Back during my time as an Op-For FM and Admin, we decided as a group to introduce a friendly fire rule used in some parts of the globe for various war games/survival games/milsim/Airsoft/paintball. This was discussed in length due to the large influx of brand new players the local Airsoft scene was seeing – many of which were not easy on the trigger and would start dumping full auto into anything that moved. The counter argument to the idea of implementing this was about “in the real world” – if you get shot, you would still be shot, no matter who shot you.
I find it interesting how much this simple friendly fire rule has really stuck with some players, and not with others. Like when a number of the players who were playing at that time have moved on from Op-For and are running other games at a variety of other organizations. Some of these leaders in the community still go with the “shooter takes the hit” rule. Others are still adamant that this rule shouldn’t be used, sometimes these other players are two leaders within the same group who change the rules on this from week to week, depending on who is explaining the rules and organizing the games for the day.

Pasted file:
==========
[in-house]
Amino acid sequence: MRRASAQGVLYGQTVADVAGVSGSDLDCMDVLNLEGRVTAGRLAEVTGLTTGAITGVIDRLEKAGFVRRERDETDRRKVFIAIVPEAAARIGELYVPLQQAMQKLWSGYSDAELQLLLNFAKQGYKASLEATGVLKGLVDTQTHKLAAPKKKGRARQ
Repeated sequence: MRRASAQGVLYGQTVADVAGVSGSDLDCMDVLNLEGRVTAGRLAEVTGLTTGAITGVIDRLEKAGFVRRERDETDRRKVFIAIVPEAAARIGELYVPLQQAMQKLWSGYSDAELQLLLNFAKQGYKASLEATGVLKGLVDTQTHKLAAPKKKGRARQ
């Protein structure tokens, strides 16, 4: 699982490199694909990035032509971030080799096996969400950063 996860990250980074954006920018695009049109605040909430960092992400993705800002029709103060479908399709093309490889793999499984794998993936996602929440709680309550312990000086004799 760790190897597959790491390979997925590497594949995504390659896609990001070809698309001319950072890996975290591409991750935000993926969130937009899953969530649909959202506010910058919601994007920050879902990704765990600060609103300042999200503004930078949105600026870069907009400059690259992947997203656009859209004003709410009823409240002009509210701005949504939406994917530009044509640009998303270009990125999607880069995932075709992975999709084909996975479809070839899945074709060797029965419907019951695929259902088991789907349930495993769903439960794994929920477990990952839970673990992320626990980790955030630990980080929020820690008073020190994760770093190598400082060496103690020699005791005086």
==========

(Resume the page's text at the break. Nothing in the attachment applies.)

In my eyes, getting shot by a friendly still means you got shot. If you’ve been hit, you better freaking call it _ I’ve watched people whom I’ve flanked and shot in the back get hit, flinch, look around and not see me hiding and trying to kill them, shrug and presume that it was friendly fire, and keep playing. For example, I caught a BB this weekend between my shoulder blades that stung like a mother, when the only people behind me were two friendlies shooting over my head – there was not a doubt that that shot had originated from one of their muzzles. Irregardless, I called my hit and walked back to respawn while muttering about friendly fire and how my back hurt. One of them, upon hearing that it came from their direction, hurriedly blamed Dizzy (one of the two shooters), and told me that it must have been friendly fire – you’re not dead, go back to your spot and play.
I mean, that kind of defeats the purpose of playing a sport in which I dress up all military-like and pretend that I’m in some shit-hole country with people legitimately trying to kill me for a day.
The influx of new Airsoft players will only learn not to shoot friendlies in the back if we, the more seasoned players, actually teach them, and not just punish them for incidents involving friendly fire… I have yet to see a vet do this (take a new guy aside and explain how to tell friendly from foe after a friendly fire incident happens) in the 2 years that this rule has been around locally, once with a newbie who has shot someone on his/her team.
Just a thought on the way things are done nowadays in the local Airsoft community.